A court has ended the battle over who will get to control more than $250 million garnered from a controversial new tax.
The right to distribute the money was handed over to the Russian Union of Copyright Holders, an organization headed by renowned film director Nikita Mikhalkov.
The tax applies to storage and recording equipment and is intended to recoup losses to copyright piracy.
Thus one per cent of the eventual retail cost of each electronic item which could be used in the pirating process is to be redistributed to production houses, record companies and other organizations and persons involved in the creative process.
Among the companies ready to pay the tax are Sony, Canon, Fujifilm, and Casio. The Russian Union of Copyright Holders is now negotiating with Nokia and Samsung.
For copyright organizations, $100 million is a huge sum. Back in 2009, the whole year’s income of the Russian Authors’ Community – from public demonstration of copyrighted materials on TV channels, radio stations, restaurants, and cinemas – was around $90 million.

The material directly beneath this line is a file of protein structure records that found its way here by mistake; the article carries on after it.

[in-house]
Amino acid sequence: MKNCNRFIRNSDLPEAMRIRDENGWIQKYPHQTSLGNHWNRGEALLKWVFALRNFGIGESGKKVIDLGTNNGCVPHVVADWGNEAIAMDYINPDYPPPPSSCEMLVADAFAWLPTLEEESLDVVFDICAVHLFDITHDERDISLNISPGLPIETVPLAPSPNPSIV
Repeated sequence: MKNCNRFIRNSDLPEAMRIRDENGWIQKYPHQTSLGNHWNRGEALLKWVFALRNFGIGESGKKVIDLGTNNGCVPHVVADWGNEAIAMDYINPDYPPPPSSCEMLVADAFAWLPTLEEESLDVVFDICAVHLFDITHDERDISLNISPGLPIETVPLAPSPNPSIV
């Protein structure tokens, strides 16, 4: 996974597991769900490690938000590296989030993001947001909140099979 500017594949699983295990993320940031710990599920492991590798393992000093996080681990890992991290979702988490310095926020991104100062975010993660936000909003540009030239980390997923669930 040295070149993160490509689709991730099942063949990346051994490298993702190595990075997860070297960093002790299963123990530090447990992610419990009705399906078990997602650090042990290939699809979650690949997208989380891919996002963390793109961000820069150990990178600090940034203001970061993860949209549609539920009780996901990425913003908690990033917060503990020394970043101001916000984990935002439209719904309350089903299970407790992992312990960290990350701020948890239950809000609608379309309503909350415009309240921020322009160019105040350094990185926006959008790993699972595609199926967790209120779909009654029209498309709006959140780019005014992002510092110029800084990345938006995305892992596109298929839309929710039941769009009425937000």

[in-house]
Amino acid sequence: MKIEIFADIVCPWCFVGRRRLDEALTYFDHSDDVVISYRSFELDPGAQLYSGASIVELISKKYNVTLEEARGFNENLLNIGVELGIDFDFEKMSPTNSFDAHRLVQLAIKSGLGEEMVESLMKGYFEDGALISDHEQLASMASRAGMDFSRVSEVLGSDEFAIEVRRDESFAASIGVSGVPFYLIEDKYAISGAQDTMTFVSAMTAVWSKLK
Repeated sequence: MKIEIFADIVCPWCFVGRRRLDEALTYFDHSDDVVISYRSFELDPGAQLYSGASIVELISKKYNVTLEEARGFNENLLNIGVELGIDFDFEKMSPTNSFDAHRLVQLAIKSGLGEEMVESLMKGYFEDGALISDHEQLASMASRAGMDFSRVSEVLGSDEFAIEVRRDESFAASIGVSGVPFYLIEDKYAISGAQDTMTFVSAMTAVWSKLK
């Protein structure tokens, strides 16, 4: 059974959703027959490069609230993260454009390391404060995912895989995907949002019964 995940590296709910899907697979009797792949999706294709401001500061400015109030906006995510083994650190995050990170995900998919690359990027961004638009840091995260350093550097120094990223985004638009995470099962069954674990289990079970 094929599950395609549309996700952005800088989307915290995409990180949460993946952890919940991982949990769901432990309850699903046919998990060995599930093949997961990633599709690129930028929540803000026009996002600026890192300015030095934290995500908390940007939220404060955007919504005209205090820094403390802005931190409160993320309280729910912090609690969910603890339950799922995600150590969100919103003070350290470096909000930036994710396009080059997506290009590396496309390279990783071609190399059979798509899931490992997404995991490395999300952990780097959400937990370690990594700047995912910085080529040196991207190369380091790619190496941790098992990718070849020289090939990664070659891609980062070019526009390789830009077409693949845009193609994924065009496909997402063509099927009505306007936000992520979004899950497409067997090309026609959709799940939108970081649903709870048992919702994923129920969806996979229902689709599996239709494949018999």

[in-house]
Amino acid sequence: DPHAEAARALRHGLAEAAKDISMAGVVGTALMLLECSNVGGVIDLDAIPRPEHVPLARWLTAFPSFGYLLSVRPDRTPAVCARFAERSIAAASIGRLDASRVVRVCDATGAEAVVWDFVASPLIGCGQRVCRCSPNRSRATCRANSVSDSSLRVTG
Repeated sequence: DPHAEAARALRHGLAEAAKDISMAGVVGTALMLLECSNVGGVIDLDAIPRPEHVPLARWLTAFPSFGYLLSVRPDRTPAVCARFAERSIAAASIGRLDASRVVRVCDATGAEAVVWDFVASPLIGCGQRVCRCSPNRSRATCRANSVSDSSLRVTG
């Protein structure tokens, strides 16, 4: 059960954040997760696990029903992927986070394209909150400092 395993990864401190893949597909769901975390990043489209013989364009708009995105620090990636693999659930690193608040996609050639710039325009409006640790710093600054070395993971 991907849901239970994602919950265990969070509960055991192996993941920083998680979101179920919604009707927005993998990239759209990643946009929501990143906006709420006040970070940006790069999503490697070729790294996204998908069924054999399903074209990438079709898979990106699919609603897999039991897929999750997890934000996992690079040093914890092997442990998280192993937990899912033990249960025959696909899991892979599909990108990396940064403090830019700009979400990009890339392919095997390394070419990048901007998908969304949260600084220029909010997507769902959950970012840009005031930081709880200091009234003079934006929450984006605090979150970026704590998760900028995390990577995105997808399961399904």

The Russian Union of Copyright Holders, however, was planning to distribute among the copyright owners only 15 per cent of the tax, with 25 per cent allocated to the organization’s apparatus, whereas 60 per cent was to go to the union’s special fund.
Many copyright holders were extremely unhappy with such a decision. Some even argued that the new tax was “a big present for Nikita Mikhalkov’s birthday,” as, coincidentally, it was adopted on October 21, when the director celebrated his 65th birthday.